Even after being potty trained, there are some kids who continue bedwetting, often well into their teens. Parents and the kids themselves are often troubled about this problem and tend to think that they are the only ones, however, results have shown that there are many kids who take a lot of time to get rid of the troubles of bedwetting. Although, this can be a symptom of underlying physical or mental problems, more often than not, it is simply a delay in the body’s response. Nothing that a little support and disposable nappies cannot take care of.
Many older kids do not like the idea of putting on disposable nappies while going to bed every day, as they are very aware that nappies are for babies. Considering themselves as grown up, they prefer going for the pull-ups that are supposedly made for older kids. However, most parents do not know that there are disposable nappies available for older kids as well. If you are tackling a bedwetting situation at home, you might find that the pull-ups do not offer the security your kid needs at night. Most mornings you will find the clothes and the bed are soaked. That is because pull-ups are not as absorbent as the disposable nappies, if your kid urinates more than once during the night, the pull-ups will not be able to hold the load.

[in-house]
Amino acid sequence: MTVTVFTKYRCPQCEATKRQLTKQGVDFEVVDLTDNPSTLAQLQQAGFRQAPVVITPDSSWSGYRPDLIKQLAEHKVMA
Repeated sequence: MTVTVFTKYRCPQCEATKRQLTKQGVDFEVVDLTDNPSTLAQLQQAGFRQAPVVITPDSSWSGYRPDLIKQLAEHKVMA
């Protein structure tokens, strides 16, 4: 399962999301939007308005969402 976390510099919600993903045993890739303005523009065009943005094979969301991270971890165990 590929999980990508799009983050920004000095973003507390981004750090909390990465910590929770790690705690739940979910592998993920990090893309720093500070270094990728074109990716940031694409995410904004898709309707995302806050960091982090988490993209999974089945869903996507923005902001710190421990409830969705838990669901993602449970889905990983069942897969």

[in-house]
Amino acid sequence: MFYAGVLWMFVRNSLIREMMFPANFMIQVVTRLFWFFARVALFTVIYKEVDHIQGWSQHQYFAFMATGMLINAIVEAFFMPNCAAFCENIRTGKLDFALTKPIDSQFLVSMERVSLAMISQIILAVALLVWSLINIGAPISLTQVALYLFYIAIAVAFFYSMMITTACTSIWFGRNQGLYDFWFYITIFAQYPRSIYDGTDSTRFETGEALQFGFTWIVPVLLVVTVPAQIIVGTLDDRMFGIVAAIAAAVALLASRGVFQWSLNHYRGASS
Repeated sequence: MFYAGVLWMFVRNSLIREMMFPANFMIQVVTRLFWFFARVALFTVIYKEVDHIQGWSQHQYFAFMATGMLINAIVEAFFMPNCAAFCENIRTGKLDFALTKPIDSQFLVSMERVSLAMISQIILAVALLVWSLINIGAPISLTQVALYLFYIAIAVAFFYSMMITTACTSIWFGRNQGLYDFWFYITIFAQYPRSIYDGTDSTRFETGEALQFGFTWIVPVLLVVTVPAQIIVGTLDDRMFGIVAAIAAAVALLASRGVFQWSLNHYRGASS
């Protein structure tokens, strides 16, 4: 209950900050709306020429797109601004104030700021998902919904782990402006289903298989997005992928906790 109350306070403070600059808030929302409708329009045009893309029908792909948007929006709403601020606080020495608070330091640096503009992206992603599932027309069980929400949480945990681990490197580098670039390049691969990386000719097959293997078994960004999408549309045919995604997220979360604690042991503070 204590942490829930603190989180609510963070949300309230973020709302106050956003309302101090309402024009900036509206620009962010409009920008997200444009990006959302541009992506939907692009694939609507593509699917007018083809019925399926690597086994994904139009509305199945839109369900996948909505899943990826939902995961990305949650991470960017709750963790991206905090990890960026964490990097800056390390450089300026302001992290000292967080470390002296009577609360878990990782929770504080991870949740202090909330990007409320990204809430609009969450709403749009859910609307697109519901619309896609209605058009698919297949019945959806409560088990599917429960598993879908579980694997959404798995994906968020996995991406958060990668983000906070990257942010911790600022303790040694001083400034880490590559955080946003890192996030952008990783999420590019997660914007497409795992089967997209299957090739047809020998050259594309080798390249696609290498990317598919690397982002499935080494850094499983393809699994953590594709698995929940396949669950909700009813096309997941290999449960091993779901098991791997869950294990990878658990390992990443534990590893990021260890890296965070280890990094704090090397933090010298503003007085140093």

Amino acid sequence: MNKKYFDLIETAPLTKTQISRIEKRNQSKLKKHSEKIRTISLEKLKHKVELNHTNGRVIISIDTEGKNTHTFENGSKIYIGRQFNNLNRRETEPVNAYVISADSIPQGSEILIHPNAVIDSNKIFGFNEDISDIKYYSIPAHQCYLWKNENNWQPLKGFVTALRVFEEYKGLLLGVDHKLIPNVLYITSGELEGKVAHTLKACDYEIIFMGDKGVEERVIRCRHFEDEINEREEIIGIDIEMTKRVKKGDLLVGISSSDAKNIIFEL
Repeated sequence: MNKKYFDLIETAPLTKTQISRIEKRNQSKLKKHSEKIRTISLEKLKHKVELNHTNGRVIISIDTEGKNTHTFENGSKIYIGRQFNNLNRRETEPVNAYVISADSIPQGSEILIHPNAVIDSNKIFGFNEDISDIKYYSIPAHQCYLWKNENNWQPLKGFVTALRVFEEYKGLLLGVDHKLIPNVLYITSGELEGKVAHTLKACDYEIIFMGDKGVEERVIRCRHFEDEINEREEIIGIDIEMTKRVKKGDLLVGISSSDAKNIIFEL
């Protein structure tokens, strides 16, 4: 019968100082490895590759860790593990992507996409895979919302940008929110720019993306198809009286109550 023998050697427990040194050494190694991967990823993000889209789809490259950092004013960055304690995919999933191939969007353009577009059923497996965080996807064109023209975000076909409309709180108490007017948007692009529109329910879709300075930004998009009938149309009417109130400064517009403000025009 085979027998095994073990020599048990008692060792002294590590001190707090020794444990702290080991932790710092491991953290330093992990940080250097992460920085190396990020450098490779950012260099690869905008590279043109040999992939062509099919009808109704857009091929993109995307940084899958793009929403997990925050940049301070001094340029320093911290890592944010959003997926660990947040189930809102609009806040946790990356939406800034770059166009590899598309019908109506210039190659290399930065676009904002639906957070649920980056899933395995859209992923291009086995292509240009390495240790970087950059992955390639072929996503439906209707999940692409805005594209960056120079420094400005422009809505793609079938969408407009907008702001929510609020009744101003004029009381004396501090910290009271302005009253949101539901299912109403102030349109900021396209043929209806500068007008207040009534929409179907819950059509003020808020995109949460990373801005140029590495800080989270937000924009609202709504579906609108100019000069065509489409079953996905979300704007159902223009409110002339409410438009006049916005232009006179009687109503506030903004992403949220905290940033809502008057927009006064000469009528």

Disposable nappies made especially designed for children and do a much superior job of keeping the kid dry all through the night, which means better sleep for your child and lesser laundry for you. Dealing with bedwetting can be frustrating for both the parent and the child. The first step towards curing it is to accept the fact that it is not abnormal and telling your child that as well. It is extremely wrong for parents to think that their kids wet the bed on purpose or do so because they are too lazy to get up and go to the toilet. Neither is true and a negative approach from you can actually increase the frequency of bedwetting.
There are several reasons for bedwetting. They are as follows:
- Delayed bladder maturity
- Smaller bladder
- Low anti-diuretic hormone
- Deep sleepers
There is a chance that there are deeper causes for this like diabetes, urinary tract infection, neurobiological or emotional problems so it is always advisable to exhaust these possibilities.
Measures to take:
- Limit the intake of fluid at night.
- Wake the child up sometime at night and send him to the bathroom to relive himself.
- Ask him to empty his bladder before going to bed.
- Use disposable nappies
More often than not, the problem of bedwetting goes away on its own but the above tips help while trouble is alive and kicking.